Upon the lawyer’s release, a European Union Spokesperson said that it “considers that his rights under China’s legislation and international commitments were not respected during trial and detention” and urged the authorities to investigate claims that he was mistreated while in custody.

The release of Chinese human rights lawyer Wang Quanzhang, however we reiterate that he should never have been detained in the first place, and are deeply concerned that he is still being denied his freedom. Wang has devoted years of his life to defending the rights of the most vulnerable, and the Chinese government must now ensure that he is truly free and allowed to reunite with his family, and not subject to house arrest or any restrictions on his rights and freedoms.

“CSW calls on the international community to carefully monitor Wang Quanzhang’s case, and to make use of bilateral and multilateral engagements to press China to allow him and his family full freedom. We also continue to call for the immediate and unconditional release of all those detained in connection with the defence of human rights, including the right to freedom of religion or belief, in China.”

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Bible publishers reporting jump in sales amid coronavirus fears

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Publishing companies that sell Bibles have reported an increase in purchases in recent weeks, likely connected to concerns over the coronavirus pandemic.

Tyndale House Publishers, a Christian publisher based in Carol Stream, Illinois, saw a considerable increase in their Bible sales last month compared to March 2019.

This includes their Life Application Study Bible sales going up 44% and sales of the Immerse Bible going up 60%, according to Jim Jewell, an executive at Tyndale.

In an interview with The Christian Post on Tuesday, Jewell said he believes concerns over the pandemic “has upended almost everyone’s lives in some way.”

“It’s not surprising that people turn to the comfort and clarity of the Bible in times of trouble and uncertainty,” he said, adding that social media engagement for Tyndale was also growing.

“On New Living Translation, where we post Bible verse memes, engagement was triple what it was last March and up 72% from just last month.”

Jewell told CP that this was not the first time a national crisis has led to higher Bible sales. He said in the month after the 9/11 terrorist attacks, “Tyndale Bible sales were 57% higher than October of 2000.”

Alabaster Co. of California, which was founded in 2017 and sells books of the Bible individually that have visually artistic features, reported a 143% boost in sales compared to last year.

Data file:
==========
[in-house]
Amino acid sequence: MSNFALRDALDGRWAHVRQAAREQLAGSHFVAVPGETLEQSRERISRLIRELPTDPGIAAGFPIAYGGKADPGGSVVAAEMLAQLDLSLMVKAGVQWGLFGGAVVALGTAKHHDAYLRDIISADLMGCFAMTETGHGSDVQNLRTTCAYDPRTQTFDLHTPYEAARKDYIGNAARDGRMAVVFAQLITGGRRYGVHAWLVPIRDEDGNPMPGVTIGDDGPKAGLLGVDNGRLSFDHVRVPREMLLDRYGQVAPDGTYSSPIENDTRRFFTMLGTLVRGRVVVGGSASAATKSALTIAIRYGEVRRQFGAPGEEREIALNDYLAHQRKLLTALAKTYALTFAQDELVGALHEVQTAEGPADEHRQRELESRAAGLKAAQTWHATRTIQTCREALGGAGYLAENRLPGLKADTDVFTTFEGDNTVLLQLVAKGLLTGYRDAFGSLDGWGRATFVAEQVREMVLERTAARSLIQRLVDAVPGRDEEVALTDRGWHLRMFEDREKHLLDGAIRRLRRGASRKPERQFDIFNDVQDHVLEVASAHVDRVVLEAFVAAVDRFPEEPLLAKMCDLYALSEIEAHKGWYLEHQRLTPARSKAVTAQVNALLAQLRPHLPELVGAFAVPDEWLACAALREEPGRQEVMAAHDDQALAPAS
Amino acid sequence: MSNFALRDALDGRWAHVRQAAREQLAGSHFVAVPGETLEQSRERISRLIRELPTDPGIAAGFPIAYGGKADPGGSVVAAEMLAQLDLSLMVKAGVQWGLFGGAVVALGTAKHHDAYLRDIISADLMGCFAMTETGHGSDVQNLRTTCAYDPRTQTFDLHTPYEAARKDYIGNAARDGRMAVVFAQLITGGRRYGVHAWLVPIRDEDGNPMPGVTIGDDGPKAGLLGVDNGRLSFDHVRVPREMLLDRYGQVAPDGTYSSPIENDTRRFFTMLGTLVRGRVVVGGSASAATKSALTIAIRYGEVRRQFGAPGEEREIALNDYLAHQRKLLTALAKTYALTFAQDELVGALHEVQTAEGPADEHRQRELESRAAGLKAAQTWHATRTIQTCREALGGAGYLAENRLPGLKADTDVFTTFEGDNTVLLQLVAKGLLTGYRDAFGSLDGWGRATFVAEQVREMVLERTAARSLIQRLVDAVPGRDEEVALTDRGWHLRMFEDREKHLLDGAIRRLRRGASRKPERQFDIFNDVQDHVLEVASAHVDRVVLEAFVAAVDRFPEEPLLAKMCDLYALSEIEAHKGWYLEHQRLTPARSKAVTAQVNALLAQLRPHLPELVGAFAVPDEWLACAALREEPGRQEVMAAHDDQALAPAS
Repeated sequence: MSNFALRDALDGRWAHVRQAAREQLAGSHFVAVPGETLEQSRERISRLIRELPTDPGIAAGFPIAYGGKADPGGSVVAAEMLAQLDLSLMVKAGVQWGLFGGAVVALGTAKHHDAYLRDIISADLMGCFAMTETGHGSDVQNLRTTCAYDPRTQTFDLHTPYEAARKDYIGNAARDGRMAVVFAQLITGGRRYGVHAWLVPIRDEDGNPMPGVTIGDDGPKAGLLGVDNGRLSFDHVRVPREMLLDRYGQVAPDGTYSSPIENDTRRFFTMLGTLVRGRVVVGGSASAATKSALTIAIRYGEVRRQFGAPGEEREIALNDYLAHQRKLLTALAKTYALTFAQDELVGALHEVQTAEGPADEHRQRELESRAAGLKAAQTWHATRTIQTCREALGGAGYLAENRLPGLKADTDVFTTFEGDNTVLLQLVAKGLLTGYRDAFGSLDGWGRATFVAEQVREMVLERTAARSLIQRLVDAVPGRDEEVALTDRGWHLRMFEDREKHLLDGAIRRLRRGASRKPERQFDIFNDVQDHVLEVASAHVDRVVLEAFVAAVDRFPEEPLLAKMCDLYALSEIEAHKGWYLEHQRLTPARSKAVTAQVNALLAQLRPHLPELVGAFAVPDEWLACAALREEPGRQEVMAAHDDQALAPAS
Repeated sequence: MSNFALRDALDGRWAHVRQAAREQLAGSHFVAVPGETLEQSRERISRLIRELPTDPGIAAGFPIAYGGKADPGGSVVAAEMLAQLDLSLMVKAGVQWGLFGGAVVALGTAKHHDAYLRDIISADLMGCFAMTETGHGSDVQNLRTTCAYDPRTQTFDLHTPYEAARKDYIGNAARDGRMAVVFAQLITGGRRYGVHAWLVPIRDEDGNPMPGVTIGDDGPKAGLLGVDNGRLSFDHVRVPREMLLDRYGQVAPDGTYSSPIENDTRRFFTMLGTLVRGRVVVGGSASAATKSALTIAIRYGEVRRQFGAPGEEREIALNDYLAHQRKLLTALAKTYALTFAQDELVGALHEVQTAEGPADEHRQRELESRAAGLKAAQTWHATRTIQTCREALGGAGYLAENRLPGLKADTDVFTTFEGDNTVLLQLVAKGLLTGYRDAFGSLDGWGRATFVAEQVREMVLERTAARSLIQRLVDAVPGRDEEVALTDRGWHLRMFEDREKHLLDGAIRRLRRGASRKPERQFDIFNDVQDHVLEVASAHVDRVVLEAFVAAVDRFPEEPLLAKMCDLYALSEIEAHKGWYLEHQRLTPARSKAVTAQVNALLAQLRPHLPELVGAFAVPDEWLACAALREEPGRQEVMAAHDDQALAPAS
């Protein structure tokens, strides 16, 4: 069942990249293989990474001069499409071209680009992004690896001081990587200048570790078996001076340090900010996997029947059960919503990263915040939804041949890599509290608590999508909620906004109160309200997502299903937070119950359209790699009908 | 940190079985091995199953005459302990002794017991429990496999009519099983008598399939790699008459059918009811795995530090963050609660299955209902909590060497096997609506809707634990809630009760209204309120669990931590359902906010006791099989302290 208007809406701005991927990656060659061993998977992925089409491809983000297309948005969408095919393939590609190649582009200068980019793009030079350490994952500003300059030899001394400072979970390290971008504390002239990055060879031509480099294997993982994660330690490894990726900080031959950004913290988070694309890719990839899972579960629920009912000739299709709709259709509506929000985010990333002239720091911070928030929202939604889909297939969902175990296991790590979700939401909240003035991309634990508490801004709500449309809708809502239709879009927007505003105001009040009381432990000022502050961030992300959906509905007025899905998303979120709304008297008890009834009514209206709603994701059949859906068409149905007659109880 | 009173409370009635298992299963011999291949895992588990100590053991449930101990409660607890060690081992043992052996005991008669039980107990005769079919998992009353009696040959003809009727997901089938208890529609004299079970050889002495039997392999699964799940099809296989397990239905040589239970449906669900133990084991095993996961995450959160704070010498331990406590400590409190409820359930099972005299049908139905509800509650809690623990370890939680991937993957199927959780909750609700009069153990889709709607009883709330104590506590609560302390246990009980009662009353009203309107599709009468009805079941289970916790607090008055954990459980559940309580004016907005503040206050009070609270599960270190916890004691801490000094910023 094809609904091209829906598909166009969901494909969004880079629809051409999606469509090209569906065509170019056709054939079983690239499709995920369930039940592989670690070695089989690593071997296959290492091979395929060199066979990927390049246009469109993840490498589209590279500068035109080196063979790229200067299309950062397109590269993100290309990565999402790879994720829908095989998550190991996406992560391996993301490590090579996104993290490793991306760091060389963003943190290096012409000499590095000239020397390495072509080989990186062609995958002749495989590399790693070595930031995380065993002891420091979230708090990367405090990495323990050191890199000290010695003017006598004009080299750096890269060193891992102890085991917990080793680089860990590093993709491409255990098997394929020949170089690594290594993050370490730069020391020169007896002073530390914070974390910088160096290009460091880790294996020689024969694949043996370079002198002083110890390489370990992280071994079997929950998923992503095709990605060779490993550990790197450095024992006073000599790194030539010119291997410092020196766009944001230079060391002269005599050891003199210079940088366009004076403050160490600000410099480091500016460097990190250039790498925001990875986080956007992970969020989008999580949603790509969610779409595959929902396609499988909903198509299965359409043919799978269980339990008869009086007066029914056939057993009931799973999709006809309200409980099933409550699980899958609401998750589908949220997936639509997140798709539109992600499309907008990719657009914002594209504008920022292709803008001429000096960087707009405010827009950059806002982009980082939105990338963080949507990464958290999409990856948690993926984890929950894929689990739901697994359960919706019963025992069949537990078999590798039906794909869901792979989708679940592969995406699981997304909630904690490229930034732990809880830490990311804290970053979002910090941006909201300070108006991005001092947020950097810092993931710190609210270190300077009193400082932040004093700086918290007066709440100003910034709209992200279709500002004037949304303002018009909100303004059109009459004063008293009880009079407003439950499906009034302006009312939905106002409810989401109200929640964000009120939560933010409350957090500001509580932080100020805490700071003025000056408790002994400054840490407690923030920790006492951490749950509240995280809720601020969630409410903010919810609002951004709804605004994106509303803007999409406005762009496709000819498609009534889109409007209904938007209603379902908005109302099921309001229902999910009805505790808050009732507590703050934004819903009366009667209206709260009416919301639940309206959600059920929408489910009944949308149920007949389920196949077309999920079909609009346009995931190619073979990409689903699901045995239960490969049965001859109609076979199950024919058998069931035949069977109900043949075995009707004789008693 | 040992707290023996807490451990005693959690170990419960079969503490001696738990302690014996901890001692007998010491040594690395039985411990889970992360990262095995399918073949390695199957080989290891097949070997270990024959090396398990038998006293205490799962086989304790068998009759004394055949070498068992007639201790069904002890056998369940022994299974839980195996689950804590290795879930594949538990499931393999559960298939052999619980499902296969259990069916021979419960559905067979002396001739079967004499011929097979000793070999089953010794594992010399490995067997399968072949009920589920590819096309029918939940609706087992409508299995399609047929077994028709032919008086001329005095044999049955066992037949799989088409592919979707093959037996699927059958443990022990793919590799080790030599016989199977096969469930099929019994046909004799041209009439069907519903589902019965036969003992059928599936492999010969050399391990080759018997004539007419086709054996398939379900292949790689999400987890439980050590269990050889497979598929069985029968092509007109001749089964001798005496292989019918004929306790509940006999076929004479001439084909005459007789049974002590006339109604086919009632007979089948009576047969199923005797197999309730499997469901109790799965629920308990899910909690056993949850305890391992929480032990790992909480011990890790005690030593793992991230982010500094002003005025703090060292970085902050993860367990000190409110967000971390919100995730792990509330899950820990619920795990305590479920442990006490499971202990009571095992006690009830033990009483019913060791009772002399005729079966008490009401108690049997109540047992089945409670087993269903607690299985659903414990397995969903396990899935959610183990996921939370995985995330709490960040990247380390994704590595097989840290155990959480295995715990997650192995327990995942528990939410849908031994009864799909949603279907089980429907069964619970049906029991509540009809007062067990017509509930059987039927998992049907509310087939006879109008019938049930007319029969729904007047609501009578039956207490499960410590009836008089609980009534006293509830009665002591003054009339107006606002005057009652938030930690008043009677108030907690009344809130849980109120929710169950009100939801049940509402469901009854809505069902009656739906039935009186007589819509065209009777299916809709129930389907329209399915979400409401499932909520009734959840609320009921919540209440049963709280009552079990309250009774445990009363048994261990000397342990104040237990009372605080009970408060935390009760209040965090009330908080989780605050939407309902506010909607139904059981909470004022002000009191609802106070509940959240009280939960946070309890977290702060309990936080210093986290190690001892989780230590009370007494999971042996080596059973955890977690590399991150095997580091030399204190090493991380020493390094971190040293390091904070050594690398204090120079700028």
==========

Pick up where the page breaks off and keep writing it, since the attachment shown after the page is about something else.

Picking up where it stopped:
Brian Chung, co-founder of Alabaster, told Fox News that he believed the sales jump occurred because “people are looking for hope and restoration.”

“Even amidst suffering and financial hardship we’ve continued to see people engage with Alabaster by utilizing our free resources and purchasing Bibles as encouraging gifts for loved ones,” Chung said.

“We believe people are buying Bibles because there’s a longing to connect with God, find meaning, and experience peace.”

The increases in Bible sales reported by multiple publishing companies is not the only evidence indicating growing efforts among the population to find spiritual answers amid the pandemic.

According to Jeanet Sinding Bentzen, associate professor at the University of Copenhagen, internet searches for the word “prayer” have dramatically increased since last month.

In a preliminary draft of a paper titled “In Crisis, We Pray: Religiosity and the COVID-19 Pandemic,”

“In times of crisis, humans have a tendency to turn to religion for stress relief and explanation. The 2020 COVID-19 pandemic is no exception,” wrote Bentzen.

“I document that Google searches on prayer has skyrocketed during the month of March 2020 when the COVID-19 went global.”

Bentzen added that the searches “surged to the highest level during the past five years for which comparative Google search data is available, surpassing all other major events that otherwise instigate intensified demand for prayer, such as Christmas, Easter, and Ramadan.”

“Even Denmark, one of the least religious countries in the world, sees systematic increases in internet searches on prayer,” she noted.

Sources: Christian Post